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AP

The White House has issued a statement slamming the Congressional Budget Office over its estimate that 22 million more people would be uninsured under the Senate health care plan:

"The CBO has consistently proven it cannot accurately predict how healthcare legislation will impact insurance coverage. This history of inaccuracy, as demonstrated by its flawed report on coverage, premiums, and predicted deficit arising out of Obamacare, reminds us that its analysis must not be trusted blindly."

Trump wants Republicans to push ahead, and Majority Leader Mitch McConnell has signaled he will do so, but the score is fueling resistance in the Senate.

Republicans

McConnell: "The American people deserve #Bettercare, which is exactly what we're working to bring them.... #Bettercare reduces premiums, deficit, & middle class taxes."

Sen. Ted Cruz, a conservative holdout: "At this point, we need to do considerably more to lower premiums."

Sen Ron Johnson, another holdout, said it would be a "mistake" to rush to a vote.

Sen. Mike Enzi, chairman of the Budget Committee, stressed the positives, saying the CBO determined "the draft bill would lower premiums by 30 percent when compared with current law, while also lowering taxes for hardworking families and providing more than $331 billion in on-budget deficit reduction."

Sen. John Cornyn, in a statement: "Our plan will help address Obamacare's ballooning costs for consumers by lowering premiums over time and cutting taxes, and today's estimate confirms that."

Sen. Susan Collins tweeted "I will vote no" because she wanted the Senate bill to fix the flaws of ACA but the CBO score shows it won't.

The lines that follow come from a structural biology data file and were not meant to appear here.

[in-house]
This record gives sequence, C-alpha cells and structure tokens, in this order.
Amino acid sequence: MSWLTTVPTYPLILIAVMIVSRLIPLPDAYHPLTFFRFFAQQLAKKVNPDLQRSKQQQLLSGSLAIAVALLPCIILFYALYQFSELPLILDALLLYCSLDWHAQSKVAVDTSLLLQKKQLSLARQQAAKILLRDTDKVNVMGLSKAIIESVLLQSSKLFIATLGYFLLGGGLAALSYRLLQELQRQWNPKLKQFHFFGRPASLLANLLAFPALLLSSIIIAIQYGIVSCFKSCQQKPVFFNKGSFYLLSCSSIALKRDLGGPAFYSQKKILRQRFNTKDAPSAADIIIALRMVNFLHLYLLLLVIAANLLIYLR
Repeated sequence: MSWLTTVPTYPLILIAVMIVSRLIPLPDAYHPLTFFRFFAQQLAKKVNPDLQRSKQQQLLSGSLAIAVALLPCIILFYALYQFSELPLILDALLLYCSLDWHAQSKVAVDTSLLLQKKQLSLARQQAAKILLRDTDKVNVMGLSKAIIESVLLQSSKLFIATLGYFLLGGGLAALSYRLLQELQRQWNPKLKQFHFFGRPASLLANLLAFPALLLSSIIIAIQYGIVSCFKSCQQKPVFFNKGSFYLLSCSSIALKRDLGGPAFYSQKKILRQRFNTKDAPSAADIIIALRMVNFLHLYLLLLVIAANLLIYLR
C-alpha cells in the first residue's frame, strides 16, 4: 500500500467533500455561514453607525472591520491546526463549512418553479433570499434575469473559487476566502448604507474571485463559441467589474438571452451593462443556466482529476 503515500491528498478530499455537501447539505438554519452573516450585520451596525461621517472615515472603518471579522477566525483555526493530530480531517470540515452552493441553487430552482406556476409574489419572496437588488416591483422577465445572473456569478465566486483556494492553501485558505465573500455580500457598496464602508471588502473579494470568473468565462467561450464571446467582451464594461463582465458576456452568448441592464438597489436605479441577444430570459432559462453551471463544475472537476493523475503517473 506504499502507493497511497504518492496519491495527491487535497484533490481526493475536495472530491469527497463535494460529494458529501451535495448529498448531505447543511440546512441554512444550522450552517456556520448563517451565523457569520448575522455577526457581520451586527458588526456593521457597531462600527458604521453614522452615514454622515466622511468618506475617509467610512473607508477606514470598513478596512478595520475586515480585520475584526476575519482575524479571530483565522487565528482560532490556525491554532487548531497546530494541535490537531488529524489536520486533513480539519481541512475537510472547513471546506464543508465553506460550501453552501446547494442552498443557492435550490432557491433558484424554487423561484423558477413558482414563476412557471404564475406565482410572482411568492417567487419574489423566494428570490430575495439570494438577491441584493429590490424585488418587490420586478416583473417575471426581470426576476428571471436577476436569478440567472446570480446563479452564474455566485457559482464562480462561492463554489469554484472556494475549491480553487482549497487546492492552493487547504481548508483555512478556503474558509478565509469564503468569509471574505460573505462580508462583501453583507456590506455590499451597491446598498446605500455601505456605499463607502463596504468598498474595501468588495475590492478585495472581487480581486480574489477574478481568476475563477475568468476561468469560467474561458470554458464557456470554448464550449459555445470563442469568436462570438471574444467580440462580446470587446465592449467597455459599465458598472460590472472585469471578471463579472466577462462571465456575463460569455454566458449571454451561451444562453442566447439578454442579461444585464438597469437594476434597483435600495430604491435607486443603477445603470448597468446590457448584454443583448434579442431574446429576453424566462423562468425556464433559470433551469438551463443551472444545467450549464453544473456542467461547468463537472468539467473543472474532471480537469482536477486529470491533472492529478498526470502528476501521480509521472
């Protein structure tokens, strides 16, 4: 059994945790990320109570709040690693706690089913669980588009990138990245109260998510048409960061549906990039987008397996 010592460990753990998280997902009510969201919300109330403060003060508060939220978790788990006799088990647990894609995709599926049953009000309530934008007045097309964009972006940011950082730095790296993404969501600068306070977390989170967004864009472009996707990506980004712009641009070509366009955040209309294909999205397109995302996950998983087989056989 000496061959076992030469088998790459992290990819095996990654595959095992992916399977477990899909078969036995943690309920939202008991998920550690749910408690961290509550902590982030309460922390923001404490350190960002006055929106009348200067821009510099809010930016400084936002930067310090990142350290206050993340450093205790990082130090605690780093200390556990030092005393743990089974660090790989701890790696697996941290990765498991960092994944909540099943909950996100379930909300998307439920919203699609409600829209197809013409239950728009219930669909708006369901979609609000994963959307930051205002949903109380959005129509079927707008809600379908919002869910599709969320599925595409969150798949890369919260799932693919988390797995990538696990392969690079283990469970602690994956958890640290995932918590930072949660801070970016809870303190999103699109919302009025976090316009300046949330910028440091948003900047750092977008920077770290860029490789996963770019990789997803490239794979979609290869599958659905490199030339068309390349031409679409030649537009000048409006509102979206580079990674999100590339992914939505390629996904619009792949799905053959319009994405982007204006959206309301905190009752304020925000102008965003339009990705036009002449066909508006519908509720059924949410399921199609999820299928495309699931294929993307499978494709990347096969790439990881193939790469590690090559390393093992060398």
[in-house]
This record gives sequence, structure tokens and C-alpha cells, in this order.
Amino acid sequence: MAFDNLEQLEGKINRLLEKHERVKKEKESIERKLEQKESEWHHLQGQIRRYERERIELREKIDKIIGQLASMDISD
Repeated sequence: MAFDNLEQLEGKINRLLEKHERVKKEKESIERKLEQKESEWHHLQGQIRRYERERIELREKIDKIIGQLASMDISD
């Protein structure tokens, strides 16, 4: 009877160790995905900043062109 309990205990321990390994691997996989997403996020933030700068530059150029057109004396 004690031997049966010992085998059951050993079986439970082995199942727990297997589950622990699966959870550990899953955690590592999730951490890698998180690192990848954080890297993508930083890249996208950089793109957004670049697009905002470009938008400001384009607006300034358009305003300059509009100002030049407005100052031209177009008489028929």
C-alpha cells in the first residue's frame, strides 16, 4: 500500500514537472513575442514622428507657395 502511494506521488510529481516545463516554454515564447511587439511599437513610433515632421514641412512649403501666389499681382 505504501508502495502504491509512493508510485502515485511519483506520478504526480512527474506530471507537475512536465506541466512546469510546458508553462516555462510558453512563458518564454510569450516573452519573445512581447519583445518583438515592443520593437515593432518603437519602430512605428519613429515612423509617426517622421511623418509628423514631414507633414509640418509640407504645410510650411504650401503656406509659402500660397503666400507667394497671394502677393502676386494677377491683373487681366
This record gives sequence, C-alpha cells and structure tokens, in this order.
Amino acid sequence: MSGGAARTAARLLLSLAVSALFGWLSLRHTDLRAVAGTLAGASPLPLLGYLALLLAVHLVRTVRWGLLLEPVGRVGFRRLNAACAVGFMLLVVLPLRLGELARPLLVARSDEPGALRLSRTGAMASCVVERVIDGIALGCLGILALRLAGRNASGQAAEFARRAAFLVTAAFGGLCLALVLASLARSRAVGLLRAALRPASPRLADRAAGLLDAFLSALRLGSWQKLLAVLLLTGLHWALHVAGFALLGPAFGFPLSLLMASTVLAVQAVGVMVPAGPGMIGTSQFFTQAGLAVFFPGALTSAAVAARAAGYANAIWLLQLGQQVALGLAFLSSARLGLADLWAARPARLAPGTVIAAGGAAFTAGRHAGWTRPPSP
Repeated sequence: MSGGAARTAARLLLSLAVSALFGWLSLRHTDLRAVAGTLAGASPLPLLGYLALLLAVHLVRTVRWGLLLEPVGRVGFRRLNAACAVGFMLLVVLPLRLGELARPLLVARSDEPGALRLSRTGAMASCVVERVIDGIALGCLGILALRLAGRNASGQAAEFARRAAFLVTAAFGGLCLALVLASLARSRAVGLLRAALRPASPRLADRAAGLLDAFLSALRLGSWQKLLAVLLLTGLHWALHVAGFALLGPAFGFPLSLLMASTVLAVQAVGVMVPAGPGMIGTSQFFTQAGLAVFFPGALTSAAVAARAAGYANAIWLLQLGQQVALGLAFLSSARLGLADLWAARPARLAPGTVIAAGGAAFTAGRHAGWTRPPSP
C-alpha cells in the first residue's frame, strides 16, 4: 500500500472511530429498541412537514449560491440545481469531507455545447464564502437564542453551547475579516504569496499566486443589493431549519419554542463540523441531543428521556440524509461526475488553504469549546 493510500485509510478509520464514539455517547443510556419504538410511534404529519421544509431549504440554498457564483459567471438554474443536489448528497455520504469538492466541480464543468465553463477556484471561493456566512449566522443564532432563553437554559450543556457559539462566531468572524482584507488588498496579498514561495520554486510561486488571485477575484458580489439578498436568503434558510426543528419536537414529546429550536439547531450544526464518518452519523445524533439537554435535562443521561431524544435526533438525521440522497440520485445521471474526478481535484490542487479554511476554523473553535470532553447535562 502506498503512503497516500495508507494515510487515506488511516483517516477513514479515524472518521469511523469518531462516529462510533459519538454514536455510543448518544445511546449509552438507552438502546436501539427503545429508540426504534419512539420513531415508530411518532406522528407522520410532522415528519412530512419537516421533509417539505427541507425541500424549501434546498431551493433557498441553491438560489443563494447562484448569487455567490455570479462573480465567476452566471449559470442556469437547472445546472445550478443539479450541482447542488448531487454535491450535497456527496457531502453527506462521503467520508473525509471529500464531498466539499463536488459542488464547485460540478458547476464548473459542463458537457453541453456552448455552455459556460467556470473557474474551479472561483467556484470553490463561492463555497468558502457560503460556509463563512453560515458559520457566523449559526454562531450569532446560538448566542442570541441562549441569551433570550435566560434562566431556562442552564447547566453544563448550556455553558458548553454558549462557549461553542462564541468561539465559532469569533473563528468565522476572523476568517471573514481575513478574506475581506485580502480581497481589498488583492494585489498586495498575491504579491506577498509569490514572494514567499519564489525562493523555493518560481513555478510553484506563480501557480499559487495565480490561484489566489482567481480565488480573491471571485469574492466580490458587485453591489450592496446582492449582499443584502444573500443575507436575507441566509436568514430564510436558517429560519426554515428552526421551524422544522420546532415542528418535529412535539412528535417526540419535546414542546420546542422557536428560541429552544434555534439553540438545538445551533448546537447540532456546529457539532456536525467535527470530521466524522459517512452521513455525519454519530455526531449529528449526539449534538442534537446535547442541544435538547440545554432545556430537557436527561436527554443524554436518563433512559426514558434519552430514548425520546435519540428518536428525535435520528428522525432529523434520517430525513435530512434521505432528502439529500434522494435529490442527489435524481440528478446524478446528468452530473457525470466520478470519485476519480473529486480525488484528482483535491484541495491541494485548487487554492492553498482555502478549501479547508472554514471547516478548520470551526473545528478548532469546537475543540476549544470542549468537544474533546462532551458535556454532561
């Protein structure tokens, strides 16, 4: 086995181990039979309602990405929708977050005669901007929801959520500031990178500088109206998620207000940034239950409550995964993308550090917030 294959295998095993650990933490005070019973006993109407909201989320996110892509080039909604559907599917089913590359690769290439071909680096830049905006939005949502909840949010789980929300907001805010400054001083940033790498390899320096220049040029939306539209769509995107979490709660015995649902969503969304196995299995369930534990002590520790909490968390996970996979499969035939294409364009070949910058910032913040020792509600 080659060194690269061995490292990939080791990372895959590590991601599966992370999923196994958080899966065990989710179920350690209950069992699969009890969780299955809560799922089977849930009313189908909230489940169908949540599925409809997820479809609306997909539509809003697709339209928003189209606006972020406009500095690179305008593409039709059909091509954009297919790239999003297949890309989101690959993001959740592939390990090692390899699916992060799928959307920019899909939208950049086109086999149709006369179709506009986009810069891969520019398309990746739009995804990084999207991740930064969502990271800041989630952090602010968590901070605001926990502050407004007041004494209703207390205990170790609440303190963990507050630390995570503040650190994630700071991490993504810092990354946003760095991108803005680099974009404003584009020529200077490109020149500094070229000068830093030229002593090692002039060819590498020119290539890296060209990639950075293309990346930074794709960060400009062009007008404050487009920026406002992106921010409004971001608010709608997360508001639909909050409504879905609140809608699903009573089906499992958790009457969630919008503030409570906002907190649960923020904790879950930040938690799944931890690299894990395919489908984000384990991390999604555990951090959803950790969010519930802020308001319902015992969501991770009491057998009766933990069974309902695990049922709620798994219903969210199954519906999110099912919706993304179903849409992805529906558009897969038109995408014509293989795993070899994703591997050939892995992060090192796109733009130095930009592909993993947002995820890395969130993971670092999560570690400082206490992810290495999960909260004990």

Democrats

Sen. Brian Schatz: "CBO confirms this thing is a %#$@ sandwich."

Sen. Bernie Sanders: "The CBO analysis of the disastrous Trump-McConnell health care bill gives us 22 million reasons why it should not see the light of day."

Sen. Tim Kaine: "3rd CBO score on a #Trumpcare bill, 3rd horrifying result."

Go deeper

Tech scrambles to derail inauguration threats

Illustration: Sarah Grillo/Axios

Tech companies are sharing more information with law enforcement in a frantic effort to prevent violence around the inauguration, after the government was caught flat-footed by the Capitol siege.

Between the lines: Tech knows it will be held accountable for any further violence that turns out to have been planned online if it doesn't act to stop it.

Dave Lawler, author of World
5 hours ago - World

Uganda's election: Museveni declared winner, Wine claims fraud

Wine rejected the official results of the election. Photo: Sumy Sadruni/AFP via Getty

Yoweri Museveni was declared the winner of a sixth presidential term on Saturday, with official results giving him 59% to 35% for Bobi Wine, the singer-turned-opposition leader.

Why it matters: This announcement was predictable, as the election was neither free nor fair and Museveni had no intention of surrendering power after 35 years. But Wine — who posed a strong challenged to Museveni, particularly in urban areas, and was beaten and arrested during the campaign — has said he will present evidence of fraud. The big question is whether he will mobilize mass resistance in the streets.

Off the Rails

Episode 1: A premeditated lie lit the fire

Photo illustration: Sarah Grillo/Axios. Photo: Chip Somodevilla/Getty Images

Beginning on election night 2020 and continuing through his final days in office, Donald Trump unraveled and dragged America with him, to the point that his followers sacked the U.S. Capitol with two weeks left in his term. Axios takes you inside the collapse of a president with a special series.

Episode 1: Trump’s refusal to believe the election results was premeditated. He had heard about the “red mirage” — the likelihood that early vote counts would tip more Republican than the final tallies — and he decided to exploit it.

"Jared, you call the Murdochs! Jason, you call Sammon and Hemmer!”